Bringing the Past to the Present for the Future



Sunday, April 1, 2007

Cemetery Improvement Projects

(reprinted courtesy of the Ministry of Culture-to be redirected to their website please click on the link above)

Well-intentioned individuals and groups have over the years sought to improve cemeteries in projects ranging from quick clean-ups to total reconfigurations of the original layout. Many generations of Ontarians have expressed concern about poor conditions in older cemeteries. The Canadian Freeman in 1833 called the St James churchyard "the most dangerous nuisance" in York (Toronto) and urged the Board of Health to take action. A correspondent to the Canada Farmer asked in 1864, "Why is it that the grounds here are left so untidy, some of them full of logs and stumps?" An editorial of 1903 in the Canadian Horticulturist commented, "A neglected graveyard with uncut grass, broken fences and stones that are falling over, seems to shame the living, and speak loudly of their lack of reverence for their ancestry."

A common response to overcrowded and development-pressed urban cemeteries has been to close them. An early example is the churchyard of Toronto's St James (Anglican) Cathedral, closed after the city's new cemetery, St James Cemetery, opened farther north, near Bloor Street, in 1844. Over ensuing decades, some of the human remains and monuments were transferred, others replaced, and still others abandoned. (Some surviving markers were affixed in the twentieth century to the protected porch walls of the cathedral.) Though most of the elements of this early cultural landscape have been removed, this former churchyard remains a significant open space.

Potter's Field was York's first (1826) non-sectarian cemetery. Its six-acre site was built over several times and was closed in 1875 because of public health concerns and land-use pressures. It is now identified only by a plaque at the north-west corner of Yonge and Bloor streets in Toronto.

The condition of monuments has long been a motivation to action for individuals and organizations -- often with less than satisfactory results. Over the years, many broken monuments and their fragments have been tossed aside or pilfered. Even if carefully buried at the gravesite or placed in a cemetery storage building, records of their origins and new locations have tended to get lost. Families having old monuments replaced have seldom had the full inscription, the carvings, and the carver's name replicated. Moreover, even the replicated information has sometimes been copied incorrectly.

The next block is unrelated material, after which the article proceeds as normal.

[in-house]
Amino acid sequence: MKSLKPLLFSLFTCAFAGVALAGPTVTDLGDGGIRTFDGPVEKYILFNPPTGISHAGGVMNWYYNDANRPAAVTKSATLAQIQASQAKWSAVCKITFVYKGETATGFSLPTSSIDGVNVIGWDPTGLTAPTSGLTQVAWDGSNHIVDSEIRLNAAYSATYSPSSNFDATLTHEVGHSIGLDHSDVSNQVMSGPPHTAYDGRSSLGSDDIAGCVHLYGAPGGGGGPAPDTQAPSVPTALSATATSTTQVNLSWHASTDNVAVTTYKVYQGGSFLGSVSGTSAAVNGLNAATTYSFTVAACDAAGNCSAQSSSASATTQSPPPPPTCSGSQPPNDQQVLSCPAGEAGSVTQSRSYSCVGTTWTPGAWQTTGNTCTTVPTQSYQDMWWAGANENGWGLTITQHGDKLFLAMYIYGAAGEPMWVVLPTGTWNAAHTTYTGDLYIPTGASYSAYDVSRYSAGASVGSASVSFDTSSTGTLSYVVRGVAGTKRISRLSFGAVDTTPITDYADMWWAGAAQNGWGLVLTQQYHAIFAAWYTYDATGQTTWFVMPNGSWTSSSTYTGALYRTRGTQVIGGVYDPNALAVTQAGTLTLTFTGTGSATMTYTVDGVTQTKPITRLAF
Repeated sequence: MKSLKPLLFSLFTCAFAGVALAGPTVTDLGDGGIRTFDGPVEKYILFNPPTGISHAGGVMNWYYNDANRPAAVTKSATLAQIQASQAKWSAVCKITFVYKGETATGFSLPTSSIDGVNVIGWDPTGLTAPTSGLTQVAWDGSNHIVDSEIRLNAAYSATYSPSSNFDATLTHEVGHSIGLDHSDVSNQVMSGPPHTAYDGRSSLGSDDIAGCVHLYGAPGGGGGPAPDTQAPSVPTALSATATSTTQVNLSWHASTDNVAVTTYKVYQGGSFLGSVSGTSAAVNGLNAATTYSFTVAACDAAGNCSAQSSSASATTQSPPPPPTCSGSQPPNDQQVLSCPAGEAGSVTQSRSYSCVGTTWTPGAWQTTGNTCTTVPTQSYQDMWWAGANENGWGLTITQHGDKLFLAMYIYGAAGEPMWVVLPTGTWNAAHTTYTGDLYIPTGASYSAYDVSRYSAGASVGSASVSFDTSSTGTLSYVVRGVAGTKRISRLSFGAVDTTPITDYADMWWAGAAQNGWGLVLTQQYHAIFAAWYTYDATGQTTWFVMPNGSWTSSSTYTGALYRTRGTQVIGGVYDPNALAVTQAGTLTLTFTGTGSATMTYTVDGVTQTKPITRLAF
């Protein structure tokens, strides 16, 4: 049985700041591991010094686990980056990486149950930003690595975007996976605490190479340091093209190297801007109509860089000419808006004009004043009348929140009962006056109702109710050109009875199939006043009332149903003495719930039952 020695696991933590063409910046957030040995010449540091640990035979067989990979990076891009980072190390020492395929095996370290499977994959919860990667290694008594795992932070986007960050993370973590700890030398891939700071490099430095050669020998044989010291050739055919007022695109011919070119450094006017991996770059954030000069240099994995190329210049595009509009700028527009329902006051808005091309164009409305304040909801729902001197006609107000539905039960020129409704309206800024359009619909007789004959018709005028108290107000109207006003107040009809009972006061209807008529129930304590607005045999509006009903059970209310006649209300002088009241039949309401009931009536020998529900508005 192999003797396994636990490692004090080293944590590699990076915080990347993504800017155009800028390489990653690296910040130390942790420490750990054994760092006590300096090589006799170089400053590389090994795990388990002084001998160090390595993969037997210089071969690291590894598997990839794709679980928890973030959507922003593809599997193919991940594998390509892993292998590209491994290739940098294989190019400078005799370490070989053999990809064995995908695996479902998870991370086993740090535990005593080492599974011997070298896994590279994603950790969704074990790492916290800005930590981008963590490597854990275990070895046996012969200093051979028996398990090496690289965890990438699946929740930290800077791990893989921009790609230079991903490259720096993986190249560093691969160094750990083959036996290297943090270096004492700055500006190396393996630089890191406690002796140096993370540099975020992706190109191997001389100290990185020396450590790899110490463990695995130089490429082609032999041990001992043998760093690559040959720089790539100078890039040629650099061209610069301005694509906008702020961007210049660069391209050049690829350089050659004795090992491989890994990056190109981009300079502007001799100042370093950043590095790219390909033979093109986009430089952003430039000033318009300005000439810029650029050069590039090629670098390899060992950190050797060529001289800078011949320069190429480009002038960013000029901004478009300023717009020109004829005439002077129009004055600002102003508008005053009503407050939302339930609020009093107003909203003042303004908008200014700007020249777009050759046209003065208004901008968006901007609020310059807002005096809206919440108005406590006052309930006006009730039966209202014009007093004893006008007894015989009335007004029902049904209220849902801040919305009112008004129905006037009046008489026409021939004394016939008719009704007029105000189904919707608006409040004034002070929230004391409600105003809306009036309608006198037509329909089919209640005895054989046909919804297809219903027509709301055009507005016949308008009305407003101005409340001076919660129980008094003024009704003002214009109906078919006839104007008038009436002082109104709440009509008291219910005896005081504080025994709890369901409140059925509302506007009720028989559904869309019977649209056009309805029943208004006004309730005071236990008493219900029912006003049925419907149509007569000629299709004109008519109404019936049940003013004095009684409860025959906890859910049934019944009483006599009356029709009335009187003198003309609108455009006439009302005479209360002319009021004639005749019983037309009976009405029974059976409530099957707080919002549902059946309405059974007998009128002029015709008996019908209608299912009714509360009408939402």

The Pioneer Pergola in St Andrews Park in Galt (Cambridge) was an early, well-intentioned effort to preserve monuments on a large scale. In 1907, near the site of St Andrews Church (demolished 1889), the Waterloo Chapter of the Imperial Order of the Daughters of the Empire created the pergola, with concrete walls, pillars, and floor, surmounted by rustic wooden beams. Into its concrete faces it incorporated the 207 monuments remaining in the churchyard. Though this structure was designated under the Ontario Heritage Act in 1983 for the historical significance of its records, the stone and inscriptions are now deteriorating rapidly. Worse still, records of the relative positions of markers, vegetation, church, and other landscape elements were destroyed in 1907.

Ironically, most such "preservation" efforts were made as a celebration of history and as part of a government-sponsored program. In 1967, many communities in Ontario, particularly in the southwest, sought to cure their older cemeteries' ills using funds provided by the federal and provincial governments on a per-capita, dollar-for-dollar matching basis. Many attempted radical operations.

In some cemeteries, each row of monuments would be reset in one long concrete slab, though the locations of graves and the orientations of markers to graves were, if known, retained. In other places, more disruptive changes took place, with the original grave arrangement scaled down and the monuments reset into a much smaller concrete square or rectangular concrete pad. In the better examples, the monuments were placed in their original horizontal and vertical orientations. In the worst, formerly upright monuments were set flat in the concrete, destroying all sense of original location and differences in height and width.

The most radical solutions involved the placing of monuments and fragments of monuments in new and unrelated locations within the original cemetery. As a result, monument-embellished buildings, contiguous and freestanding walls, retaining walls, and cairns dot many of Ontario's southern counties, most noticeably along Hwy 10 and rural county roads.

The long term physical damage to monuments from setting them in mortar or concrete has been severe, as explained in the ministry's publication, Landscapes of Memories, A Guide for Conserving Historic Cemeteries: Repairing Tombstones. Wholesale clearing of "overgrown" and "unwanted" vegetation, plus maintenance with machines and chemicals, has also destroyed heritage plants and historic vegetation patterns. Moreover, the reconfiguration of monuments and loss of heritage planting patterns have detracted from the historical-cultural integrity of the cemetery.

Attitudes to conservation and landscape preservation are continually evolving. We now recognize that some past efforts to preserve our cemetery heritage, though they seemed positive solutions to pressing problems, have had harmful long-term effects. We cannot change the irreversible actions of the past, but given more foresight and planning we can now choose methods that are reversible and allow options for the future.